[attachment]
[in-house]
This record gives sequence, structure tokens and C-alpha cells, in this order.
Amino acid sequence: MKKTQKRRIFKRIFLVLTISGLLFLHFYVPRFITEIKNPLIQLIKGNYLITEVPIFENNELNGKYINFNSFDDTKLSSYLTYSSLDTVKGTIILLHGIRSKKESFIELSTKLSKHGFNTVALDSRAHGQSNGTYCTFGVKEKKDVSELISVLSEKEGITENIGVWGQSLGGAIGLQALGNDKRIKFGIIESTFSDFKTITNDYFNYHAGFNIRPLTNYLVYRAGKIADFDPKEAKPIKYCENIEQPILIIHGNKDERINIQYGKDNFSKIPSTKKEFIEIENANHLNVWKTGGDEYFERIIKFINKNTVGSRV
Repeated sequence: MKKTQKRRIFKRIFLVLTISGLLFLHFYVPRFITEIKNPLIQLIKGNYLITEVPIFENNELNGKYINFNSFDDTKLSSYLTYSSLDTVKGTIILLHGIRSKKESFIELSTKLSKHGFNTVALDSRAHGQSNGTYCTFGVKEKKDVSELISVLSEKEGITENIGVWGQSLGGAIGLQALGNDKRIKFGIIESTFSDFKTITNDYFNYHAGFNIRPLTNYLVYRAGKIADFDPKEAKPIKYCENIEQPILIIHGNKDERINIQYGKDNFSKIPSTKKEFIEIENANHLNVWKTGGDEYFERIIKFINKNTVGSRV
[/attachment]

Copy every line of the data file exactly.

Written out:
[in-house]
This record gives sequence, structure tokens and C-alpha cells, in this order.
Amino acid sequence: MKKTQKRRIFKRIFLVLTISGLLFLHFYVPRFITEIKNPLIQLIKGNYLITEVPIFENNELNGKYINFNSFDDTKLSSYLTYSSLDTVKGTIILLHGIRSKKESFIELSTKLSKHGFNTVALDSRAHGQSNGTYCTFGVKEKKDVSELISVLSEKEGITENIGVWGQSLGGAIGLQALGNDKRIKFGIIESTFSDFKTITNDYFNYHAGFNIRPLTNYLVYRAGKIADFDPKEAKPIKYCENIEQPILIIHGNKDERINIQYGKDNFSKIPSTKKEFIEIENANHLNVWKTGGDEYFERIIKFINKNTVGSRV
Repeated sequence: MKKTQKRRIFKRIFLVLTISGLLFLHFYVPRFITEIKNPLIQLIKGNYLITEVPIFENNELNGKYINFNSFDDTKLSSYLTYSSLDTVKGTIILLHGIRSKKESFIELSTKLSKHGFNTVALDSRAHGQSNGTYCTFGVKEKKDVSELISVLSEKEGITENIGVWGQSLGGAIGLQALGNDKRIKFGIIESTFSDFKTITNDYFNYHAGFNIRPLTNYLVYRAGKIADFDPKEAKPIKYCENIEQPILIIHGNKDERINIQYGKDNFSKIPSTKKEFIEIENANHLNVWKTGGDEYFERIIKFINKNTVGSRV